Interpersonal communication warm-up


Although I try to vary my warm-ups, many times I will have students complete a textbook activity.  It was typically our only work in the textbook, so I tried to maintain this activity.  The other day, I changed my mind.

I had to ride the metro to see a Wizards game.  I always read on the metro, and I didn’t have my David Baldacci novel.  I grabbed an old textbook from college- Teacher’s Handbook Contextualized Language Instruction.  This book is written by Judith Shrum and Eileen Glisan.  I probably hadn’t opened it since 2005, but I discovered that it had many helpful ideas.

One passage discussed how teachers can “incorporate more… interpersonal communication into their teaching.”  It went on to say, “They can change the way in which the traditional warm-up is done at the beginning of class.  Instead of asking each student a question that has little communicative value (e.g.,  ‘What’s the weather like today?’ or ‘What time is it?’), they can introduce an interesting and/or personalized topic (e.g., an upcoming dance or championship game) and engage only a few students in discussion so that they are able to take multiple turns.  If time does not permit participation by the whole class, those who don’t speak on a particular day will benefit from observing a meaningful conversation and will have opportunities to participate on another day.” (71)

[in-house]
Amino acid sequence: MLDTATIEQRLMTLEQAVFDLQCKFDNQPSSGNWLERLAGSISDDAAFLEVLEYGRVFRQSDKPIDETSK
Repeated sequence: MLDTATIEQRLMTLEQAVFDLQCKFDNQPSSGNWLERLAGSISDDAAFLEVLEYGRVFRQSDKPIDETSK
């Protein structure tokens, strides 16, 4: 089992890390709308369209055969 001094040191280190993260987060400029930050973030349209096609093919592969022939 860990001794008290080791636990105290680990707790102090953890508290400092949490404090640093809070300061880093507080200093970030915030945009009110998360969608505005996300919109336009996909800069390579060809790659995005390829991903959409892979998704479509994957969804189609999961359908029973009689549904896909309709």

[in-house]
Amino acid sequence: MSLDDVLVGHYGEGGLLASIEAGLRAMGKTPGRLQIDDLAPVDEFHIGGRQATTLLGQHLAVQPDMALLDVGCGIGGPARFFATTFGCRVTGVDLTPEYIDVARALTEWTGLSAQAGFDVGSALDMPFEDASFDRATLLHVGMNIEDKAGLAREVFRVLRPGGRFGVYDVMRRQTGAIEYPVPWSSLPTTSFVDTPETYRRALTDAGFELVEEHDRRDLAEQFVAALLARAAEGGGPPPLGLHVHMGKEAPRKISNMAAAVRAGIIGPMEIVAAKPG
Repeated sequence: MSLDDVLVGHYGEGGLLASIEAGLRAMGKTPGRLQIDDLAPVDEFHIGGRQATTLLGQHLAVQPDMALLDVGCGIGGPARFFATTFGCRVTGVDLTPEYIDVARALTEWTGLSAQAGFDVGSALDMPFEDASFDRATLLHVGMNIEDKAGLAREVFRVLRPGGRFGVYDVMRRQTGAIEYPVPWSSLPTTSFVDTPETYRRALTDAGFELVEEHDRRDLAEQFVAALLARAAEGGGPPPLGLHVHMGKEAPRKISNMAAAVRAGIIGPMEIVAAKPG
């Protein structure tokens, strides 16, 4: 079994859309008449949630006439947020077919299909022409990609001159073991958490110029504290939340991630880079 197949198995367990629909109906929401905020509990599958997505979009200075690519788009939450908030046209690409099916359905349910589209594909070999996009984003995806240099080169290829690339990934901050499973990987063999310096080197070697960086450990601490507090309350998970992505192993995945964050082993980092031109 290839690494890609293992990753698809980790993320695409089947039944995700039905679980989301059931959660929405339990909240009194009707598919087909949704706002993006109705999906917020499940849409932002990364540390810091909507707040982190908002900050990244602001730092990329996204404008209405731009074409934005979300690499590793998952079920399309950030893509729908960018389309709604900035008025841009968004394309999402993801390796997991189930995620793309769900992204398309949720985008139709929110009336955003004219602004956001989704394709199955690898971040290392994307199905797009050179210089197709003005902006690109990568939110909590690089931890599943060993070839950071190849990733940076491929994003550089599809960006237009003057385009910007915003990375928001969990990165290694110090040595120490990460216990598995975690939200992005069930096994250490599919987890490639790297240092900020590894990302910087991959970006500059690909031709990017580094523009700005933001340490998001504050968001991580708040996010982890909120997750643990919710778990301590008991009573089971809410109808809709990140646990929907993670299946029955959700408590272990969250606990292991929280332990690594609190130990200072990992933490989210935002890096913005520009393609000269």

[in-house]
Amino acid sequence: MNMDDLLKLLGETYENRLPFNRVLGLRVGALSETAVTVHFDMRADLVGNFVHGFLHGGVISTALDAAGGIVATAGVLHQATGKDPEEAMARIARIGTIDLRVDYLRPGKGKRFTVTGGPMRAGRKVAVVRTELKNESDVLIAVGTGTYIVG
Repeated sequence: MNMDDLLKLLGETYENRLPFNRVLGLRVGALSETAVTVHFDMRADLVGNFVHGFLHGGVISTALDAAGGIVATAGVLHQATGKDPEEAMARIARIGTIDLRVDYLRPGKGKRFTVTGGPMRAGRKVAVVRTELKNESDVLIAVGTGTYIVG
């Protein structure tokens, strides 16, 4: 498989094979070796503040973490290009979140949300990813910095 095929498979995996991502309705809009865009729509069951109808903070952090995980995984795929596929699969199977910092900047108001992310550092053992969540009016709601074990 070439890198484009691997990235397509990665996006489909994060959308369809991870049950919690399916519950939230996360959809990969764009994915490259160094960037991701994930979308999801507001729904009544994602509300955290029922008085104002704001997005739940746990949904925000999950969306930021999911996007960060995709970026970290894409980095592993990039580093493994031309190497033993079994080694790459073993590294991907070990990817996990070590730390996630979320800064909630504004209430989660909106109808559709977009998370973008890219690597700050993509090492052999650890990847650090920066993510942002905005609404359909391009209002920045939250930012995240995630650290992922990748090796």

Wow!  This is true, and this is just what I needed.  On Friday, I replaced my warm-up by writing three questions on the board for students to answer.   I asked them about what they were doing this weekend and what they were doing on Monday.  I also asked them with whom they would spend time.  Teenagers love talking about weekend plans.  The first class went well!  One student said that he was going to school on Monday because he forgot that it was Martin Luther King Jr day.  I asked him in Spanish with whom he was going to school because I was not going to school on Monday.  The whole class laughed.  Later, I changed a question and asked who was going to the Middle School basketball night. One class I asked who they thought was going to win.  I received a lot of earnest responses then.

While the questions are a good jumping off point, the more important part was the follow-up questions.  The original questions were planned discourse, and the following questions students had to understand and reply to on the spot.  I was pleased that many students were able to do this easily.  However, most of my students did not respond in sentences; they gave one word answers.  I feel that this is developmentally appropriate for beginning language students.

From here, I am looking forward to reading more about personalized questions.  I know that this will become essential to our warm-ups for the rest of the year.  I look forward to seeing how students transition as we include this activity.

*Book excerpt from “Shrum, L., & Glisan, E. (2005). Teacher’s Handbook Contextualized Language Instruction. Boston: Thompson Higher Education.

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